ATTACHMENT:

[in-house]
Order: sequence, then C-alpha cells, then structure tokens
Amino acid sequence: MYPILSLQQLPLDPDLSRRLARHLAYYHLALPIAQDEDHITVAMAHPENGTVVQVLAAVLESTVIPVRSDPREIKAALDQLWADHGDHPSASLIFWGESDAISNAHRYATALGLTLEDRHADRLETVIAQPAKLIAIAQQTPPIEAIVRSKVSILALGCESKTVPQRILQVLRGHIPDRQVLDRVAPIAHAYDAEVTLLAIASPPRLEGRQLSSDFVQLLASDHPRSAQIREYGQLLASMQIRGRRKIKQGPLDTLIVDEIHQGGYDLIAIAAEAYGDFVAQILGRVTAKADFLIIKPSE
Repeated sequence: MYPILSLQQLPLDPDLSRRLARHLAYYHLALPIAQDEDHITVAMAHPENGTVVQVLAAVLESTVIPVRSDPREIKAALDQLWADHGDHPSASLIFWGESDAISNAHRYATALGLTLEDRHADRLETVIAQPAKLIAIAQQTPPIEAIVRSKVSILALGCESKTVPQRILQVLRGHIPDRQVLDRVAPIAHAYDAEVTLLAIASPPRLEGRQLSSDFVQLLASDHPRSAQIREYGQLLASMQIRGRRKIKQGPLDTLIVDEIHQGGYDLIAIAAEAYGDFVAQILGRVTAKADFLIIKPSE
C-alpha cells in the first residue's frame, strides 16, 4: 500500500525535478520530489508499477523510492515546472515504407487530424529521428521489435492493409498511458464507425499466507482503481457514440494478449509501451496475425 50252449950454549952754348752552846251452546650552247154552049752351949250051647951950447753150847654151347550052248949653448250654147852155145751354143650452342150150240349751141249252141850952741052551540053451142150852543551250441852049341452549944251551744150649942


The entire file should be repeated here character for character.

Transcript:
[in-house]
Order: sequence, then C-alpha cells, then structure tokens
Amino acid sequence: MYPILSLQQLPLDPDLSRRLARHLAYYHLALPIAQDEDHITVAMAHPENGTVVQVLAAVLESTVIPVRSDPREIKAALDQLWADHGDHPSASLIFWGESDAISNAHRYATALGLTLEDRHADRLETVIAQPAKLIAIAQQTPPIEAIVRSKVSILALGCESKTVPQRILQVLRGHIPDRQVLDRVAPIAHAYDAEVTLLAIASPPRLEGRQLSSDFVQLLASDHPRSAQIREYGQLLASMQIRGRRKIKQGPLDTLIVDEIHQGGYDLIAIAAEAYGDFVAQILGRVTAKADFLIIKPSE
Repeated sequence: MYPILSLQQLPLDPDLSRRLARHLAYYHLALPIAQDEDHITVAMAHPENGTVVQVLAAVLESTVIPVRSDPREIKAALDQLWADHGDHPSASLIFWGESDAISNAHRYATALGLTLEDRHADRLETVIAQPAKLIAIAQQTPPIEAIVRSKVSILALGCESKTVPQRILQVLRGHIPDRQVLDRVAPIAHAYDAEVTLLAIASPPRLEGRQLSSDFVQLLASDHPRSAQIREYGQLLASMQIRGRRKIKQGPLDTLIVDEIHQGGYDLIAIAAEAYGDFVAQILGRVTAKADFLIIKPSE
C-alpha cells in the first residue's frame, strides 16, 4: 500500500525535478520530489508499477523510492515546472515504407487530424529521428521489435492493409498511458464507425499466507482503481457514440494478449509501451496475425 50252449950454549952754348752552846251452546650552247154552049752351949250051647951950447753150847654151347550052248949653448250654147852155145751354143650452342150150240349751141249252141850952741052551540053451142150852543551250441852049341452549944251551744150649942